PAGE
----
WHEN THEY SEE US QUEERS!

An opinion piece by MonD The GaySuperHero

 

Image by: @Remyshoots

 

“When we were younger , we were scared to be made fun off but now when we are older we are afraid that we might get killed “, A statement made by Theo_Payne , a pan sexual human being in one of the new found social media sensational platforms called twitter spaces. A platform I have decided to use to further extend my activism. These gallant words created a plethora of reactions from the listeners and the speakers. We could all relate because from the moment we were born we were told by the world that who we are is wrong and that the world would exert its violence on us if we dared to be ourselves.  That in some way we were expected to seek acceptance and validation from the world which is untrue , now as adults we are left trying to teach ourselves the wonders of our existence. We are learning to love ourselves after copious conjunctions with prejudice not only from the world but from our own families. 

 

We as a community pride ourselves in chosen family but the idea that we live in constant fear of rejection from our own blood families. This can be paralyzing. This fear sometimes intensifies leading to a number of mental health related issues. One cannot negate the irresponsibility of our own families due to the lack of information and empathy about our existence. I draw context from the lived experience of Black and Brown Queer people, who are often raised in religious and cultural families. The idea of religion and culture is often centered by patriarchy and our own families tend to use that to violate our human rights. 

 

When they see us , they think we are a threat to their moral compass, that in some  way them acknowledging us would mean them losing the values that they use to uphold themselves in society. Some parents are willing to beat and humiliate their own children with the attempt of ridding them of their queerness. One would think that this does not happen in a modern world but it still happens particularly on the continent of Africa. A world that they have tried to erase us from forgetting that we are the hidden figures who played an integral part of history. The world deems us as sexual deviants and mentally unstable people just so that they would silence us forgetting that you cannot silence what has always been there , it might have not been visible before ,but this is a new generation. We are the generation of queers who aren’t afraid to own their identity but we also aim to place homage  on those that came before us ,who against all odds fought for our freedom. We must acknowledge the likes of Simon Nkoli , Dr Bev Ditsi,  David Kato , Rev Jide Macaulay  and many more who I consider to be mavericks of their time. They shaped our world as we know it today so no matter how they see us, our existence is activism. Choosing to exist as queer in this present time is activism. You don’t have to be holding placards or be at rallies but waking up every day to choose yourself is enough.  

 

Over this year alone we as a community have suffered at the hands of violent, homophobic, transphobic ,Biphobic people who weren’t afraid to take our lives. Hate crime continues to exist in a country with one of the most progressive and commendable constitutions in the world. One would ask? Why are we still being killed? Why are  we still subjected to conformity just because we don’t fit into the construct? There are many questions left unanswered but we will continue to occupy spaces that we were previously denied. We will surge forward towards queer liberation especially on the continent of Africa.  We will continue to use platforms such as twitter spaces to spread the Queer agenda.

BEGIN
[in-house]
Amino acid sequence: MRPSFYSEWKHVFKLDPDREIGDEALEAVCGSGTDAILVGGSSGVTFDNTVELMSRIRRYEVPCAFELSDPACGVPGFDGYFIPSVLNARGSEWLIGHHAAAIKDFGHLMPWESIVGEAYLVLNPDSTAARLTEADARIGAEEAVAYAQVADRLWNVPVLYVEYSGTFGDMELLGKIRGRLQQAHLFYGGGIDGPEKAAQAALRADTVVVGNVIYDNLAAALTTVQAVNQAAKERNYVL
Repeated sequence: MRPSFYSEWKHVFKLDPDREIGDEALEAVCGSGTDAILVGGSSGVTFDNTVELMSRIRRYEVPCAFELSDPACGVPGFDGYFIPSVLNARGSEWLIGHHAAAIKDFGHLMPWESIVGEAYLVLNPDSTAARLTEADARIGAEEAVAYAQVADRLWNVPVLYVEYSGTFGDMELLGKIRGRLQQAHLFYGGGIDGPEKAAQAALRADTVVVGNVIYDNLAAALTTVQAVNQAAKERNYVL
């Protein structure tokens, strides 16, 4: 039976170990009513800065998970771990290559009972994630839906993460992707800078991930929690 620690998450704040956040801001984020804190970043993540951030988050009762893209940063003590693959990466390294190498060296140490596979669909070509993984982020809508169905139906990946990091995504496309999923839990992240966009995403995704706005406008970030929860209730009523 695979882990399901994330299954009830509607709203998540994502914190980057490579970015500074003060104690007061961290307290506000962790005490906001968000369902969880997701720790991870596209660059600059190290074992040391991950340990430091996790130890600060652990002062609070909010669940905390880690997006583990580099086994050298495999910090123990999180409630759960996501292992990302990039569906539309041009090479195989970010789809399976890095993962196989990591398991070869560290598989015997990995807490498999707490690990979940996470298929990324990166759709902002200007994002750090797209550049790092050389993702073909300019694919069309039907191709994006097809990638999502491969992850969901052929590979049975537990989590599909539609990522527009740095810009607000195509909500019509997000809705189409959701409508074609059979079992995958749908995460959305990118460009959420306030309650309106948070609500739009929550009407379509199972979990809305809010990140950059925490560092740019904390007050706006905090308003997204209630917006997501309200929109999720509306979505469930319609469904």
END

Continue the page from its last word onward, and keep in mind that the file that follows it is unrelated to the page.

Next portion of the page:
I do believe that we are standing on the precipice of a queer resurgence, that the generations that will come after us will live in a better world. A world that doesn’t question who they are but accepts them. The statement made by @Theo_Payne in #TheGaySuperheroSpace  allowed me to reflect on my development as a queer body.  I resonate with that statement that indeed we did fear to be bullied when we were younger but now as  young adults living in an African country with a progressive constitution, we are scared of being killed. The trajectory into adulthood  took a lot of constant unlearning caused by society. We were denied the basic rights just to exist like other humans. People tend to downplay the definition of human rights. There are no human rights without the acknowledgement of all the intersectional bodies existing on this planet.  We cannot progress forward if we as the human race are exclusionary.  The micro aggressions, the slander , the slurs and the degradations need to come to a cessation.   

 

My parting words to the broken unseen, find the molasses to your sugar cane, bloom in the parts they said you cannot bloom. Our queerness deserves reverence and we should not ask for it but demand it . We have lost so many  Queer bodies on the quest to Queer Liberation. African governments need to let go of archaic laws that continue to infringe our human rights. Being Queer is African. Governments will lose nothing but gain incredible contributors to their societies. The idea that we have distorted reality is false. One day the concept of gender will be a thing of the past .We will live in a world where who we are does not define our capability to love. At the end we are all humans and all humans are created from a place of love. We must continue to spread love. No matter how they see us  what is important is how we see ourselves so be Queer, be proud  and be loud.

Leave a Reply

Your email address will not be published. Required fields are marked *